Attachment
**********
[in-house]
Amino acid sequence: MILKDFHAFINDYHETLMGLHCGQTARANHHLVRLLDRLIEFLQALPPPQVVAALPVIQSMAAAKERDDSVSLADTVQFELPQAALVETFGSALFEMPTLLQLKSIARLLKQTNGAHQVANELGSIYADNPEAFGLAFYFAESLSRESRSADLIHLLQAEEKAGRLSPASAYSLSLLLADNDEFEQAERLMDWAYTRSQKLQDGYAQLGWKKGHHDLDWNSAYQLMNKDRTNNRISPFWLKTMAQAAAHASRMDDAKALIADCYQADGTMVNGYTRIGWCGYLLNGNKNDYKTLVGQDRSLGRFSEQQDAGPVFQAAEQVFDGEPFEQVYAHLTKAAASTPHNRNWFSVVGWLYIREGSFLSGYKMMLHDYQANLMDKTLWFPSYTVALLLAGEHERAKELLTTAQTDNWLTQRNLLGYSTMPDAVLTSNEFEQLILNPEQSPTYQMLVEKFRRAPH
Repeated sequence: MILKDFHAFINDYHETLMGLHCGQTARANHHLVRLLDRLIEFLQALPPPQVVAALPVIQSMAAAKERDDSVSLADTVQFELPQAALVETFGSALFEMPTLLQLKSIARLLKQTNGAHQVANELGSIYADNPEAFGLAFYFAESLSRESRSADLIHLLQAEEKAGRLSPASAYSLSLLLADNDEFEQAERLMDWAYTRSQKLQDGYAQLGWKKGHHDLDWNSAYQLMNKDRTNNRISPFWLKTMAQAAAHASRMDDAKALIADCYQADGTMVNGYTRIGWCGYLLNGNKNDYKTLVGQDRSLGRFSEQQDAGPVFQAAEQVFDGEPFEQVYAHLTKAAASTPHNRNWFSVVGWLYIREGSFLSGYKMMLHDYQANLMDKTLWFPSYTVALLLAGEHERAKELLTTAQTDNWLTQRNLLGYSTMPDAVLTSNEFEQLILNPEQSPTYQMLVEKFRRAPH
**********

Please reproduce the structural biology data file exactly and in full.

[in-house]
Amino acid sequence: MILKDFHAFINDYHETLMGLHCGQTARANHHLVRLLDRLIEFLQALPPPQVVAALPVIQSMAAAKERDDSVSLADTVQFELPQAALVETFGSALFEMPTLLQLKSIARLLKQTNGAHQVANELGSIYADNPEAFGLAFYFAESLSRESRSADLIHLLQAEEKAGRLSPASAYSLSLLLADNDEFEQAERLMDWAYTRSQKLQDGYAQLGWKKGHHDLDWNSAYQLMNKDRTNNRISPFWLKTMAQAAAHASRMDDAKALIADCYQADGTMVNGYTRIGWCGYLLNGNKNDYKTLVGQDRSLGRFSEQQDAGPVFQAAEQVFDGEPFEQVYAHLTKAAASTPHNRNWFSVVGWLYIREGSFLSGYKMMLHDYQANLMDKTLWFPSYTVALLLAGEHERAKELLTTAQTDNWLTQRNLLGYSTMPDAVLTSNEFEQLILNPEQSPTYQMLVEKFRRAPH
Repeated sequence: MILKDFHAFINDYHETLMGLHCGQTARANHHLVRLLDRLIEFLQALPPPQVVAALPVIQSMAAAKERDDSVSLADTVQFELPQAALVETFGSALFEMPTLLQLKSIARLLKQTNGAHQVANELGSIYADNPEAFGLAFYFAESLSRESRSADLIHLLQAEEKAGRLSPASAYSLSLLLADNDEFEQAERLMDWAYTRSQKLQDGYAQLGWKKGHHDLDWNSAYQLMNKDRTNNRISPFWLKTMAQAAAHASRMDDAKALIADCYQADGTMVNGYTRIGWCGYLLNGNKNDYKTLVGQDRSLGRFSEQQDAGPVFQAAEQVFDGEPFEQVYAHLTKAAASTPHNRNWFSVVGWLYIREGSFLSGYKMMLHDYQANLMDKTLWFPSYTVALLLAGEHERAKELLTTAQTDNWLTQRNLLGYSTMPDAVLTSNEFEQLILNPEQSPTYQMLVEKFRRAPH